I’m sure you have heard the saying “busy as a bee.” But have you ever stopped to think about what it really means? It’s a nod to the worker bees in a hive colony of bees—usually honeybees—who collect pollen and nectar for the hive. Bees are indeed industrious, visiting around 4,000 flowers to make just one tablespoon of honey.
To use another colloquialism, bees work smarter not harder. And in this instance, I think humans could benefit from taking a cue from the animal kingdom—after all, we too are animals.
Worker bees aren’t just machines. They don’t buzz around working nonstop all day, despite what their name might suggest.
Bees take breaks, and they do so intentionally and frequently. Even for the most elite worker bees, activity levels spike and dip consistently, indicating they too partake in strategic periods of rest.
Some bees work during the day, taking breaks at night (like us!). Others work around the clock, but take repeated breaks throughout.
What’s more, bees choose their battles wisely. If there’s a cold snap or strong winds or lots of rain, they take the day off to not waste their precious energy and time battling the elements. This way, they maximize efficiency and save energy for days with more ideal conditions for gathering pollen.
I was first exposed to these bee behaviors in my Behavioral Ecology class and found myself immediately entranced. Weirdly, I felt a strong camaraderie with bees. As it turns out, honeybees have a fixed lifetime capacity for spending energy. So, instead of just working themselves until their cute little wings simply can’t fly anymore, they maximize their energetic efficiency on each journey, weighing how much nectar they should take from each flower and how long they should fly for, and a key part of boosting this efficiency is taking breaks.
When I am studying, I often feel that I hit a similar wall of energetic capacity where I simply cannot stand to read another sentence. That’s usually when I call it a day and begin the trek back from O’Neill. But—unlike I was taught to think—bee behavior tells us this journey home should not be thought of as a walk of defeat. I think that we, like bees, only have a capacity for so much work in a single day. In my experience, pushing past this limit results in burnout that is hard to come back from, even after watching hours of brain-numbing reality shows or sleeping all day.
As it turns out, research actually supports my hypothesis. Taking frequent intermittent breaks while studying or working, like bees do when collecting nectar, is not only beneficial for our own health, but it is also beneficial for our learning.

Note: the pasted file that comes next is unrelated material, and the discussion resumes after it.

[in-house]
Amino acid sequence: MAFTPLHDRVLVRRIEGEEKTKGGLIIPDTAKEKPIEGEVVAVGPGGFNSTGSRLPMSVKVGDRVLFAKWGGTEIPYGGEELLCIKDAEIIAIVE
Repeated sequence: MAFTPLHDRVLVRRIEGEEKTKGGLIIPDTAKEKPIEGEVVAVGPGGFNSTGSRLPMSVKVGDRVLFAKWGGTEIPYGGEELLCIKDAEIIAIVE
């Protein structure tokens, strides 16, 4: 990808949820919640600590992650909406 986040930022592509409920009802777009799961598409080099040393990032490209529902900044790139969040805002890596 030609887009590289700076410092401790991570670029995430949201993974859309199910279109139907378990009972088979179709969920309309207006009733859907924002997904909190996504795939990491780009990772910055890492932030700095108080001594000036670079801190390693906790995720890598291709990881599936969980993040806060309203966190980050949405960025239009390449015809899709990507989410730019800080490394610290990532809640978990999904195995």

Going for a quick walk or even getting up to grab a drink is refreshing for your brain. It allows you to focus better when you sit back down, and it enables you to memorize information better than if you hadn’t taken a break.
There’s even a substantiated study method called the Pomodoro technique, which advocates for 25 minutes of work followed by a five-minute break until the task at hand is complete.
When studying, your prefrontal cortex is doing all the heavy lifting. It is working hard to keep you focused and help you problem-solve. Most importantly, it is enabling you to resist the urge to check your phone or email. The longer you work, the harder it is to resist these impulses and the more brain power and energy it takes to keep working.
Bees know there is a point where they could keep collecting nectar from a flower, but they would be expending the energy needed to then fly back to the hive. So when humans reach the point where we know we won’t gain anything from pushing onward, we should simply stop! Let’s take a cue from bees by acknowledging our capacity and allowing ourselves to take a break and recharge.
My experience of hitting a wall and feeling burnout is common and has to do with a lack of meaningful breaks. When our brains take short breaks throughout the day, studies have shown that our stress is reduced, our performance is increased, and there is less need for a long recovery following the workday. Taking small breaks every day over the course of a year is proven to increase overall energy and vigor on a long-term scale. And who couldn’t use a little extra energy?
Working for hours straight is absolutely draining. Bees don’t do it, and their success in foraging is a life-or-death situation as they search for their every meal. So, why do we burn ourselves out so often while studying and working when it’s not even conducive to learning?
Bees have been around on this planet a lot longer than we have (try their 120 million years compared to our measly 300,000). So, it’s safe to say that we could stand to learn a little about working from their few extra millions of years of evolution. With this in mind, try taking a break—even if it is for only five or so minutes. I guarantee that afterward you will feel more equipped to tackle whatever it is life has to throw at you.